Family & Society Block

A more restful open urban playground. Petanque, table tennis, a sensory playground and games for kids (and the not-so-young).

Tables for grandparents to play chess or cards with grandkids or friends. Free wifi of course while sun-bathing! Perhaps other pavilions available to throw a kid’s birthday party when your nearby apartment is too small.

All possible in the square metres, available for free, now that cars go around this central block.

Cost – no CPO required

These hundreds of square metres belong to us already – no CPO is required. Our design is, mostly, a reconfigured space marked out for fun, not for vehicles. Lent occasionally back but with a design to make them guilty that they are driving over our urban playground.

The selfish desire for personal accommodation nudged in the direction of the common good.

And even if it should cost more, a mere 10% rise in the Limerick2030 portfolio value driven by investor excitement for our new city would finance €50 million for it. So what’s different about our thought process?

People and Liveability First

The council’s stated vision “improving the attractiveness of O’Connell Street for retail and commercial” emphasises the demands of business. Our design puts the common good and liveability first, while acknowledging the key role of a vibrant business. That is why we welcome the improvements in the retail section but go much further.

Pedestrianisation, Cycling and Traffic

Few want 100% pedestrianisation and #LiveableLimerick certainly does not. Access is retained for residents, mobility impaired, emergencies or drop-off of supplies or furniture.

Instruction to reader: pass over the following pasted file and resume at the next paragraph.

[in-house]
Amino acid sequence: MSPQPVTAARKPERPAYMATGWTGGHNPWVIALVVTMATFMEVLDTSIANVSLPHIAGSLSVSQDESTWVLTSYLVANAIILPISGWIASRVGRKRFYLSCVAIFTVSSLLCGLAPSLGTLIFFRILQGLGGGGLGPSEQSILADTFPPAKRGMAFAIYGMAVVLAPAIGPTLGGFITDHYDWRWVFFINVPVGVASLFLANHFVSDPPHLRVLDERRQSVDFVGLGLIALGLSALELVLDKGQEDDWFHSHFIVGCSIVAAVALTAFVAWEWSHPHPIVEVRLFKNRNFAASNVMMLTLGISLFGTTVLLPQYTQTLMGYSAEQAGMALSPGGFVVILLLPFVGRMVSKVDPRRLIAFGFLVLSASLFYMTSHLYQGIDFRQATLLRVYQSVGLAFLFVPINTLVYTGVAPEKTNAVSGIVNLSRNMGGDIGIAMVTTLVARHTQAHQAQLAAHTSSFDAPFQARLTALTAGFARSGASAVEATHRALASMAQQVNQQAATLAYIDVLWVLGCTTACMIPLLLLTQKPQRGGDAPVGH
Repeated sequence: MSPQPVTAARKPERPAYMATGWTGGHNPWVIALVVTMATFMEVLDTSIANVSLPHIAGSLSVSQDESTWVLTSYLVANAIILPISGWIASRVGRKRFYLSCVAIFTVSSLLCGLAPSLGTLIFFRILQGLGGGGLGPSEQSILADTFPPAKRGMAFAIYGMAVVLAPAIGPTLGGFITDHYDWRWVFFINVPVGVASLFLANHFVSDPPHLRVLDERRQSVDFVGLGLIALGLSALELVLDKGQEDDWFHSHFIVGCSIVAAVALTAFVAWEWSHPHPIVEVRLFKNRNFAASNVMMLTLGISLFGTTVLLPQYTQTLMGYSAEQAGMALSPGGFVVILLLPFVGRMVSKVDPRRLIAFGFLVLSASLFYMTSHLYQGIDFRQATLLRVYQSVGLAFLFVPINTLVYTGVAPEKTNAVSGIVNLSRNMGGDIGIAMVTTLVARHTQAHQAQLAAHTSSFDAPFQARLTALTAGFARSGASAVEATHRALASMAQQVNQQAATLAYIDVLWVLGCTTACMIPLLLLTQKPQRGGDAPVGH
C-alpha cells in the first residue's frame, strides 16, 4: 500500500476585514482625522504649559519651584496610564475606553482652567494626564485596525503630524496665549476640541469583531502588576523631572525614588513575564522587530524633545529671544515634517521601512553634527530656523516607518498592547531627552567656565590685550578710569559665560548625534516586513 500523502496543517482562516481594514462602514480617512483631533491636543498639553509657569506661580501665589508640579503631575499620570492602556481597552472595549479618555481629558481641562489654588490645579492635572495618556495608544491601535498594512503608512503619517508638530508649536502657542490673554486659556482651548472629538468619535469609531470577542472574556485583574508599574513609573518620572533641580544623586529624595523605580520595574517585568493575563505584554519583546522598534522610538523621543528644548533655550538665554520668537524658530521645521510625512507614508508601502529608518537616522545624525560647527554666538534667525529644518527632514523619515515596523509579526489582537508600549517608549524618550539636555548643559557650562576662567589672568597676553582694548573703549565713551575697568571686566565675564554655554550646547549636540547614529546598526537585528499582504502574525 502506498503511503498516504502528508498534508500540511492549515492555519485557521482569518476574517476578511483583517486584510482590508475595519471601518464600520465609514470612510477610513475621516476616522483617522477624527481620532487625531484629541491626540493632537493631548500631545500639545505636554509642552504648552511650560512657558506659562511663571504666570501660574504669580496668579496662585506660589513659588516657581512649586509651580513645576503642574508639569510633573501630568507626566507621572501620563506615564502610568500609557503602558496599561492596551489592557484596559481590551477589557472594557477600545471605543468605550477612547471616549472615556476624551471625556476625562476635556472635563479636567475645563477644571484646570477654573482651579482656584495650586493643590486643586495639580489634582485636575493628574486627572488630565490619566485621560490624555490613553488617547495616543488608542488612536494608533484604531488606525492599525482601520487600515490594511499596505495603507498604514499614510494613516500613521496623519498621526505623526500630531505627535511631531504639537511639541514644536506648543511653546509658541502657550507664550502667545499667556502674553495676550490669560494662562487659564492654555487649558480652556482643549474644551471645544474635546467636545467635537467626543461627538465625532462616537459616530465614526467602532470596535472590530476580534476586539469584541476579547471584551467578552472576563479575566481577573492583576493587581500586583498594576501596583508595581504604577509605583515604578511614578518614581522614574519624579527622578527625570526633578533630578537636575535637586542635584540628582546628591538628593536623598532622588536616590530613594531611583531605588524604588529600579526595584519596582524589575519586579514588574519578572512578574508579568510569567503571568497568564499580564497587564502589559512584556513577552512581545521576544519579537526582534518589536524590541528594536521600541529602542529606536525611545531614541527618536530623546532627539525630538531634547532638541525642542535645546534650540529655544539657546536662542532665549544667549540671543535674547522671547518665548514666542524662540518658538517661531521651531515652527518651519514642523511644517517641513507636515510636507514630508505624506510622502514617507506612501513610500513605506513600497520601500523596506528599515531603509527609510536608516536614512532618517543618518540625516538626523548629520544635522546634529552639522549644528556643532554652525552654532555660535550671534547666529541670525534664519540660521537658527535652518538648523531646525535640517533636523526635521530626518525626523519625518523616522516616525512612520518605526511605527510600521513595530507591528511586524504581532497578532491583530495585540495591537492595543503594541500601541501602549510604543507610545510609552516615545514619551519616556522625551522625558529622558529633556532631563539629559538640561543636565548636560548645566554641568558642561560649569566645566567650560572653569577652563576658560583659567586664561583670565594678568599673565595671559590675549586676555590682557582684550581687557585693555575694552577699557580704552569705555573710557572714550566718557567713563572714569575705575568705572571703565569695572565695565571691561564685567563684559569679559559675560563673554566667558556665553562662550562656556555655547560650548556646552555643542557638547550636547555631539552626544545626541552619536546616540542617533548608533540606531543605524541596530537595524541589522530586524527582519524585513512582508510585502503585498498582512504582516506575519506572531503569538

The privilege of a minority to use the street as a short-cut must however be secondary to those who live in the Georgian quarter, those visit or work and walk around our city, those who cycle but most importantly those many citizens for whom a car is simply a luxury they can never afford.

Unless the common good requires it until other solutions can be implemented, cars short-cutting across or along the street should be avoided where possible.

Equality of opportunity requires that cars cannot be the fastest or privileged way around our city. Limerick is a city of inclusion, of community, of vibrancy.

It is now time for our councillors to show us what they mean by acting for the common good. Not just #LiveableLimerick but the whole world is watching.

- John Moran is former secretary general of the Department of Finance, a social entrepreneur and chair of the Hunt Museum

Liveable Limerick: A ‘Copenhagen 2.0’

A little over 50 years ago, Copenhagen had a very heated public discussion, along the same lines as the issues being discussed in Limerick over the last few weeks, writes Mick Bradley.

Similarly to O’Connell Street, a key centrally placed commercial street Strøget - in the heart of old Copenhagen - was being considered as a possible first trial for a pedestrian shared space.

A vision for the street – and for the city -had a “people first” pedestrian zone in the heart of the existing urban fabric. The idea was highly controversial and the local shops and businesses argued strongly that the restrictions on traffic would scare away business, and that the area would be a ghetto for antisocial behavior. What an irony then, that now some half a century later, the same shops enjoy Copenhagen’s most sought after retail space.

The project quickly proved a success and now no visit is complete to Denmark without a visit to Copenhagen’s bustling urban heart. This people first approach, has in turn become internationally influential – and a key part in the export of Danish “liveability” around the globe.

Copenhagen has the eyes of the world looking at how successful a “people first” approach can be - urban spaces thrive, people are happier, businesses grow, and cities become real players in attracting global talent and foreign investment.

The same mechanism can be used to boost Limerick’s identity on a global scale. An inspired city, putting people first across the board – which is the key to Copenhagen’s success – something that will make the world take notice and want to visit. Dream of the “impossible” Limerick - and then make it work.

Mick Bradley, a partner and part-owner at ZESO Architects, is an award winning Copenhagen-based architect